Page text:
If you are poor and cannot afford to bring an animal, you may bring two doves or two pigeons. One of these will be a sacrifice to ask my forgiveness, and the other will be a sacrifice to please me.
Give both birds to the priest, who will offer one as a sacrifice to ask my forgiveness. He will wring its neck without tearing off its head, splatter some of its blood on one side of the bronze altar, and drain out the rest at the foot of the altar. Then he will follow the proper rules for offering the other bird as a sacrifice to please me.
You will be forgiven when the priest offers these sacrifices as the price for your sin.
If you are so poor that you cannot afford doves or pigeons, you may bring two pounds of your finest flour. This is a sacrifice to ask my forgiveness, so don’t sprinkle olive oil or sweet-smelling incense on it. Give the flour to a priest, who will scoop up a handful and send it up in smoke together with the other offerings. This is a reminder that all of the flour belongs to me. By offering this sacrifice, the priest pays the price for any of these sins you may have committed. The priest gets the rest of the flour, just as he does with grain sacrifices. (Leviticus 5:7-13)
God did not want money to stand in the way of people coming to him. The poor were not to be excluded from forgiveness just because they were poor.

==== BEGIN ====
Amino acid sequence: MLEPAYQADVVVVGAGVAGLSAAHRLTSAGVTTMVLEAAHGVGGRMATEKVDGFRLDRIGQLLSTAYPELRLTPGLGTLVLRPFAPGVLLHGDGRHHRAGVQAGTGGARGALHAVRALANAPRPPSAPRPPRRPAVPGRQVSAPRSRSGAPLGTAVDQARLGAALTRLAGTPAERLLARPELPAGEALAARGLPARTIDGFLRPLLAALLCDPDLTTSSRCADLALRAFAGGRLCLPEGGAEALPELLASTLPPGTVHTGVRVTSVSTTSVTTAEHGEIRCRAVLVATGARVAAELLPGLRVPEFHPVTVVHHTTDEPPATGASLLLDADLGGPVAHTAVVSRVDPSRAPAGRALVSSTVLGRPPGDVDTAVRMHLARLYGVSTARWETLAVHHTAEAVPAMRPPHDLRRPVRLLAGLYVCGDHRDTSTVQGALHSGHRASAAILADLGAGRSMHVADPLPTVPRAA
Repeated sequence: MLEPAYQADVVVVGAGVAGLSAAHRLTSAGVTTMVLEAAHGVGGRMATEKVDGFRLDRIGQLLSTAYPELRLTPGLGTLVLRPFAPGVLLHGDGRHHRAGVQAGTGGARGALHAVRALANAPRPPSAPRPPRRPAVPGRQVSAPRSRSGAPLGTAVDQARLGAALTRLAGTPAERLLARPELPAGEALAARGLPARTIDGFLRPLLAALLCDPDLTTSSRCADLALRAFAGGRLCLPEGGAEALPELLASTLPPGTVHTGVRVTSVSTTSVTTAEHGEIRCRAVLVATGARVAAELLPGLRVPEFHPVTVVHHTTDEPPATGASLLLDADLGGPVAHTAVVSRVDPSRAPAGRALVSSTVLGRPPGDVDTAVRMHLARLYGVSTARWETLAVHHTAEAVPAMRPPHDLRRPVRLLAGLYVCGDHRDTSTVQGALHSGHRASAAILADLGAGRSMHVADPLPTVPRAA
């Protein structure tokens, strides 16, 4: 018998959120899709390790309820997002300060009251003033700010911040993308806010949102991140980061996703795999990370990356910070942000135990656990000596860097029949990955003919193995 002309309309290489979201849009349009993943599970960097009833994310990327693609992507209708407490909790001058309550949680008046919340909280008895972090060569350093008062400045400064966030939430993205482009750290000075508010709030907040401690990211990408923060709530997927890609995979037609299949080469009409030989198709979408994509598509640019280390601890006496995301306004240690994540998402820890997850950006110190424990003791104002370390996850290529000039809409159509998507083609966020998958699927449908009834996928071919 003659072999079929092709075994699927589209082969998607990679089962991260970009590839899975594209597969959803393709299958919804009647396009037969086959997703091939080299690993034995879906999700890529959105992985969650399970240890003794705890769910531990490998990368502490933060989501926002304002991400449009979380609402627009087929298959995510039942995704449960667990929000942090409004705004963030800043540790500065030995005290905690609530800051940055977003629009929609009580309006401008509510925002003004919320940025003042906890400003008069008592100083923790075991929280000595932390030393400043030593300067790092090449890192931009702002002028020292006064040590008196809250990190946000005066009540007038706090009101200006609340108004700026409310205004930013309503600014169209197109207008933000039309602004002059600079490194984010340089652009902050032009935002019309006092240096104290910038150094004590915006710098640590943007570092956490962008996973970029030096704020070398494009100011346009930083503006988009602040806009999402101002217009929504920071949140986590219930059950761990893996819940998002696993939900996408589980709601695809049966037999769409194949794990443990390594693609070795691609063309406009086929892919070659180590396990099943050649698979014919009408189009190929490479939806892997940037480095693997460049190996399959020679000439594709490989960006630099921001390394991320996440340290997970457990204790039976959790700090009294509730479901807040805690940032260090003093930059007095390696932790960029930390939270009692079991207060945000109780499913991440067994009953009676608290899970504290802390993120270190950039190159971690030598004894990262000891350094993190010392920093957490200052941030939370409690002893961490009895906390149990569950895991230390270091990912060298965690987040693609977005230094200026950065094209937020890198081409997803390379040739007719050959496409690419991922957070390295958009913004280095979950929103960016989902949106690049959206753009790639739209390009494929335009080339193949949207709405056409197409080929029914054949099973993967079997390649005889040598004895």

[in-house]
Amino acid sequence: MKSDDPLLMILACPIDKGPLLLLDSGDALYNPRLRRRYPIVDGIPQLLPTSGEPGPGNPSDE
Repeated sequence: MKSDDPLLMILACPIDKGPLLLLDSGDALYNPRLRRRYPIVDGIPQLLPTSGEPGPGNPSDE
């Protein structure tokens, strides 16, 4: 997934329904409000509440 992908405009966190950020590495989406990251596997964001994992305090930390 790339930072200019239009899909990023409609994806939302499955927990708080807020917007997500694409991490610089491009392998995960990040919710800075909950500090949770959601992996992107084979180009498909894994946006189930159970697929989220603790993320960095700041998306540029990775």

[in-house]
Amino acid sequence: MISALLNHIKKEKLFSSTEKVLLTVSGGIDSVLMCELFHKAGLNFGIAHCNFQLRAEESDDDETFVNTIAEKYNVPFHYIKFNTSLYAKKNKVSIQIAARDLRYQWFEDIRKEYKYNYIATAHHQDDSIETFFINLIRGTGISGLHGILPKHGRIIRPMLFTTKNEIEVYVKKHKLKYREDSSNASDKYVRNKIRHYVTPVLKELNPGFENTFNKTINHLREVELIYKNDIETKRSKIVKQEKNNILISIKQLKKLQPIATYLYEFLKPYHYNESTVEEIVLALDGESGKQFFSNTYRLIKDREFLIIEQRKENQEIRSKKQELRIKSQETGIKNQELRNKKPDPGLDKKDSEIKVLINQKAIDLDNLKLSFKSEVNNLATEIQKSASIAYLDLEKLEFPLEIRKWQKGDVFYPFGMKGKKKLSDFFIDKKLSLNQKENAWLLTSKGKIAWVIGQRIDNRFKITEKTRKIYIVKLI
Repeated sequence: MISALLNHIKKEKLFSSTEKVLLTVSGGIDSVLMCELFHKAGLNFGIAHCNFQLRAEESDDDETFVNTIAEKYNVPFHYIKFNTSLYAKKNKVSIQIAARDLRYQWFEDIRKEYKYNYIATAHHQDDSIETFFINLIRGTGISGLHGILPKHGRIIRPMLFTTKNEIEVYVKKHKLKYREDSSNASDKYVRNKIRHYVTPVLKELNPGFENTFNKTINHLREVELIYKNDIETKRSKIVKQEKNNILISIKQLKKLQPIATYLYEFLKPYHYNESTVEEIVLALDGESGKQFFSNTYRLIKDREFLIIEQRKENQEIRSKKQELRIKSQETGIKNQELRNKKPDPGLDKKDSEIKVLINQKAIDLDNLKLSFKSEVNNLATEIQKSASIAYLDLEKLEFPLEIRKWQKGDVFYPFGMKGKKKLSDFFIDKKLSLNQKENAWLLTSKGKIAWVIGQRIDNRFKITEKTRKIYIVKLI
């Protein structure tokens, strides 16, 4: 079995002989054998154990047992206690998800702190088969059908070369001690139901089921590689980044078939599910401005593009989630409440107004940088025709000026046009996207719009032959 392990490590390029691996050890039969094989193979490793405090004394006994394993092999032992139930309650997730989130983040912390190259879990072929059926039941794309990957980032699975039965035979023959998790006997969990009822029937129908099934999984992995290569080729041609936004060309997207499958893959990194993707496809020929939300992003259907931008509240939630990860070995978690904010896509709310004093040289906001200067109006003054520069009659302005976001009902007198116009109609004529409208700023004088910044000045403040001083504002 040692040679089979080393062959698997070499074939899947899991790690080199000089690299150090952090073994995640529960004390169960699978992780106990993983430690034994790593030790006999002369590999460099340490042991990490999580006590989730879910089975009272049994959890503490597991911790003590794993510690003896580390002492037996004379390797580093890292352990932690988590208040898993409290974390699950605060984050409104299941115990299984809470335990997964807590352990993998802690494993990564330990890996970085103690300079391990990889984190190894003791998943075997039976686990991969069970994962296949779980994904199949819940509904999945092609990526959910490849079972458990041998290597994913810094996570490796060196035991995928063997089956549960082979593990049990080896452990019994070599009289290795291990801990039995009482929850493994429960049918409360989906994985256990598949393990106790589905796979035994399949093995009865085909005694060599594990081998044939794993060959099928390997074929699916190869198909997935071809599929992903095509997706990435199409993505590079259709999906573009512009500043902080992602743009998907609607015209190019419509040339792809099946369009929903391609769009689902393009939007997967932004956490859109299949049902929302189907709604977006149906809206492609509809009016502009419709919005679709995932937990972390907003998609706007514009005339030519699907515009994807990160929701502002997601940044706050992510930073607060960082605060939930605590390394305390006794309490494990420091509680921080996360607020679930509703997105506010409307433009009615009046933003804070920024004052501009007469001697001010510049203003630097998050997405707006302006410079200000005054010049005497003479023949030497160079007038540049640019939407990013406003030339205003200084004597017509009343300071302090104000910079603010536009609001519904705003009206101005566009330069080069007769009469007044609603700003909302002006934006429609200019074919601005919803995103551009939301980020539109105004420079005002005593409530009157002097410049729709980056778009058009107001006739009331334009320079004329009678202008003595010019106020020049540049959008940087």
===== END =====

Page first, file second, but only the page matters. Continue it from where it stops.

Sacrifices of animals in an agrarian society were sacrifices of wealth—the equivalent of taking money out of the bank and setting it on fire. It was not an easy thing for anyone to do—and God understood how hard it was. Therefore, how much a person sacrificed depended upon how much they could afford. The rich offered the most: large animals. The further down the economic scale, the smaller and less valuable the offerings became. At the lowest level, just a little flour would suffice. The poorest of the poor could still manage a handful of flour because God had made it a law that fields could not be harvested completely: enough grain had to be left for the poor to glean (Leviticus 23:22).
Blood was not the key to a good sacrifice. Attitude was. For a person to stay alive, something must die, whether it was the animal that provided the steak dinner, or the wheat plant whose seeds were ground up to make bread. In either case, the picture of the sacrifice is preserved: a death gives life.